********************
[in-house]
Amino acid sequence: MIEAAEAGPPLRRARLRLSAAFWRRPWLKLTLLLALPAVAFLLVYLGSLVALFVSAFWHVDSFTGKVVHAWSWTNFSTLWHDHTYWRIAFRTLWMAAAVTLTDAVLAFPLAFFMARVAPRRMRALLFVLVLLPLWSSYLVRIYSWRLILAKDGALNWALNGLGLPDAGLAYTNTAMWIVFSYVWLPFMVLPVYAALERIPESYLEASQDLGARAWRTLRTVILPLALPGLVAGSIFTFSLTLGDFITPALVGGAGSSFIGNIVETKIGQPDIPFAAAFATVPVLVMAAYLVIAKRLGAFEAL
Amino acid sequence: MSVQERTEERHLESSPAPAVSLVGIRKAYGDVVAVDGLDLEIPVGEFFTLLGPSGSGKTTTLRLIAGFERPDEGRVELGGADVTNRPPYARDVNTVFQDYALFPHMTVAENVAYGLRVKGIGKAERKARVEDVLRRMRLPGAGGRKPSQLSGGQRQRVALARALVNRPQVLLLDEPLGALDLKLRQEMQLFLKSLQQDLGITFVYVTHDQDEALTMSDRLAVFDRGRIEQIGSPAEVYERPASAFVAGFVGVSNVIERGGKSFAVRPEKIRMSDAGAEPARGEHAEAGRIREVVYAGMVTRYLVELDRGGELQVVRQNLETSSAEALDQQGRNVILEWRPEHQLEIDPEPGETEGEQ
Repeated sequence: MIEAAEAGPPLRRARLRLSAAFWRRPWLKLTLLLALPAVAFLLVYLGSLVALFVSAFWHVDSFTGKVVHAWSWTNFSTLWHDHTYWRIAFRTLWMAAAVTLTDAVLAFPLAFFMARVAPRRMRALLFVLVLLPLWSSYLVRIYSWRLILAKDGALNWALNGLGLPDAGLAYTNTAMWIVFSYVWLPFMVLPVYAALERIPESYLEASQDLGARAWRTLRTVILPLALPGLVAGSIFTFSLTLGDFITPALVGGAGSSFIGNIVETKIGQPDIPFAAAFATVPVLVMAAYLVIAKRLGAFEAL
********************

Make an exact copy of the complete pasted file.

[in-house]
Amino acid sequence: MIEAAEAGPPLRRARLRLSAAFWRRPWLKLTLLLALPAVAFLLVYLGSLVALFVSAFWHVDSFTGKVVHAWSWTNFSTLWHDHTYWRIAFRTLWMAAAVTLTDAVLAFPLAFFMARVAPRRMRALLFVLVLLPLWSSYLVRIYSWRLILAKDGALNWALNGLGLPDAGLAYTNTAMWIVFSYVWLPFMVLPVYAALERIPESYLEASQDLGARAWRTLRTVILPLALPGLVAGSIFTFSLTLGDFITPALVGGAGSSFIGNIVETKIGQPDIPFAAAFATVPVLVMAAYLVIAKRLGAFEAL
Amino acid sequence: MSVQERTEERHLESSPAPAVSLVGIRKAYGDVVAVDGLDLEIPVGEFFTLLGPSGSGKTTTLRLIAGFERPDEGRVELGGADVTNRPPYARDVNTVFQDYALFPHMTVAENVAYGLRVKGIGKAERKARVEDVLRRMRLPGAGGRKPSQLSGGQRQRVALARALVNRPQVLLLDEPLGALDLKLRQEMQLFLKSLQQDLGITFVYVTHDQDEALTMSDRLAVFDRGRIEQIGSPAEVYERPASAFVAGFVGVSNVIERGGKSFAVRPEKIRMSDAGAEPARGEHAEAGRIREVVYAGMVTRYLVELDRGGELQVVRQNLETSSAEALDQQGRNVILEWRPEHQLEIDPEPGETEGEQ
Repeated sequence: MIEAAEAGPPLRRARLRLSAAFWRRPWLKLTLLLALPAVAFLLVYLGSLVALFVSAFWHVDSFTGKVVHAWSWTNFSTLWHDHTYWRIAFRTLWMAAAVTLTDAVLAFPLAFFMARVAPRRMRALLFVLVLLPLWSSYLVRIYSWRLILAKDGALNWALNGLGLPDAGLAYTNTAMWIVFSYVWLPFMVLPVYAALERIPESYLEASQDLGARAWRTLRTVILPLALPGLVAGSIFTFSLTLGDFITPALVGGAGSSFIGNIVETKIGQPDIPFAAAFATVPVLVMAAYLVIAKRLGAFEAL